LABEL
DESCRIPTION
Name
This field displays the identifying name of this certificate. If you want to change
the name, type up to 31 characters to identify this certificate. You may use any
character (not including spaces).
Property
Default self-signed
certificate which
signs the imported
remote host
certificates.
Select this check box to have the ZyAIR use this certificate to sign the trusted
remote host certificates that you import to the ZyAIR. This check box is only
available with self-signed certificates.
If this check box is already selected, you cannot clear it in this screen, you must
select this check box in another self-signed certificate’s details screen. This
automatically clears the check box in the details screen of the certificate that was
previously set to sign the imported trusted remote host certificates.
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Table 41 My Certificate Details (continued)
138
LABEL
DESCRIPTION
Certificate Path
Click the Refresh button to have this read-only text box display the hierarchy of
certification authorities that validate the certificate (and the certificate itself).
If the issuing certification authority is one that you have imported as a trusted
certification authority, it may be the only certification authority in the list (along
with the certificate itself). If the certificate is a self-signed certificate, the
certificate itself is the only one in the list. The ZyAIR does not trust the certificate
and displays “Not trusted” in this field if any certificate on the path has expired or
been revoked.
Refresh
Click Refresh to display the certification path.
Certificate
Information
These read-only fields display detailed information about the certificate.
Type
This field displays general information about the certificate. CA-signed means
that a Certification Authority signed the certificate. Self-signed means that the
certificate’s owner signed the certificate (not a certification authority). “X.509”
means that this certificate was created and signed according to the ITU-T X.509
recommendation that defines the formats for public-key certificates.
Version
This field displays the X.509 version number.
Serial Number
This field displays the certificate’s identification number given by the certification
authority or generated by the ZyAIR.
Subject
This field displays information that identifies the owner of the certificate, such as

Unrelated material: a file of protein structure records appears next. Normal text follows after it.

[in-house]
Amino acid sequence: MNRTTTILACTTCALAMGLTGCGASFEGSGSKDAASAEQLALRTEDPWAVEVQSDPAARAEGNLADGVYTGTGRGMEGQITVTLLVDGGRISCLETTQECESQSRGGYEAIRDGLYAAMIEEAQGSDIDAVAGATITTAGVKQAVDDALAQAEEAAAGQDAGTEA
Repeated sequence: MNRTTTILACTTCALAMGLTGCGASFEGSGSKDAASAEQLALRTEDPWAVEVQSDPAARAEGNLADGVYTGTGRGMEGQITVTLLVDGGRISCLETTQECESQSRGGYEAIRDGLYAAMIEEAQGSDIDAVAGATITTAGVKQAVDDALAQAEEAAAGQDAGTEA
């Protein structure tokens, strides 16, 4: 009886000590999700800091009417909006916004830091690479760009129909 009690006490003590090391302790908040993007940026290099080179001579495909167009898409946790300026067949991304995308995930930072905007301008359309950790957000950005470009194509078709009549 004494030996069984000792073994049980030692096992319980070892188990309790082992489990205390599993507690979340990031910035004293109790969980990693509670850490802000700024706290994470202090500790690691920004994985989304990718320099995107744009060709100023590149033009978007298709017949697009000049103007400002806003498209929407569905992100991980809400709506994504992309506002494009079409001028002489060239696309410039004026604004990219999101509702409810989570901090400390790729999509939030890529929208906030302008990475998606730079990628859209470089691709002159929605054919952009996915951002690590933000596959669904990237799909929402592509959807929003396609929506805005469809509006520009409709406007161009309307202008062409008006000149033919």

Common Name (CN), Organizational Unit (OU), Organization (O) and Country
(C).
Issuer
This field displays identifying information about the certificate’s issuing
certification authority, such as Common Name, Organizational Unit,
Organization and Country.
With self-signed certificates, this is the same as the Subject Name field.
Signature Algorithm
This field displays the type of algorithm that was used to sign the certificate. The
ZyAIR uses rsa-pkcs1-sha1 (RSA public-private key encryption algorithm and
the SHA1 hash algorithm). Some certification authorities may use ras-pkcs1md5 (RSA public-private key encryption algorithm and the MD5 hash algorithm).
Valid From
This field displays the date that the certificate becomes applicable. The text
displays in red and includes a Not Yet Valid! message if the certificate has not
yet become applicable.
Valid To
This field displays the date that the certificate expires. The text displays in red
and includes an Expiring! or Expired! message if the certificate is about to expire
or has already expired.
Key Algorithm
This field displays the type of algorithm that was used to generate the
certificate’s key pair (the ZyAIR uses RSA encryption) and the length of the key
set in bits (1024 bits for example).
Subject Alternative
Name
This field displays the certificate owner‘s IP address (IP), domain name (DNS) or
e-mail address (EMAIL).
Key Usage
This field displays for what functions the certificate’s key can be used. For
example, “DigitalSignature” means that the key can be used to sign certificates
and “KeyEncipherment” means that the key can be used to encrypt text.
Basic Constraint
This field displays general information about the certificate. For example,
Subject Type=CA means that this is a certification authority’s certificate and
“Path Length Constraint=1” means that there can only be one certification
authority in the certificate’s path.
MD5 Fingerprint
This is the certificate’s message digest that the ZyAIR calculated using the MD5
algorithm.
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Table 41 My Certificate Details (continued)
LABEL
DESCRIPTION
SHA1 Fingerprint
This is the certificate’s message digest that the ZyAIR calculated using the
SHA1 algorithm.
Certificate in PEM
(Base-64) Encoded
Format
This read-only text box displays the certificate or certification request in Privacy
Enhanced Mail (PEM) format. PEM uses 64 ASCII characters to convert the
binary certificate into a printable form.
You can copy and paste a certification request into a certification authority’s web
page, an e-mail that you send to the certification authority or a text editor and
save the file on a management computer for later manual enrollment.
You can copy and paste a certificate into an e-mail to send to friends or
colleagues or you can copy and paste a certificate into a text editor and save the
file on a management computer for later distribution (via floppy disk for
example).
Export
Click this button and then Save in the File Download screen. The Save As
screen opens, browse to the location that you want to use and click Save.
Apply
Click Apply to save your changes back to the ZyAIR. You can only change the
name, except in the case of a self-signed certificate, which you can also set to
be the default self-signed certificate that signs the imported trusted remote host
certificates.
Cancel
Click Cancel to quit and return to the My Certificates screen.
11.9 Trusted CAs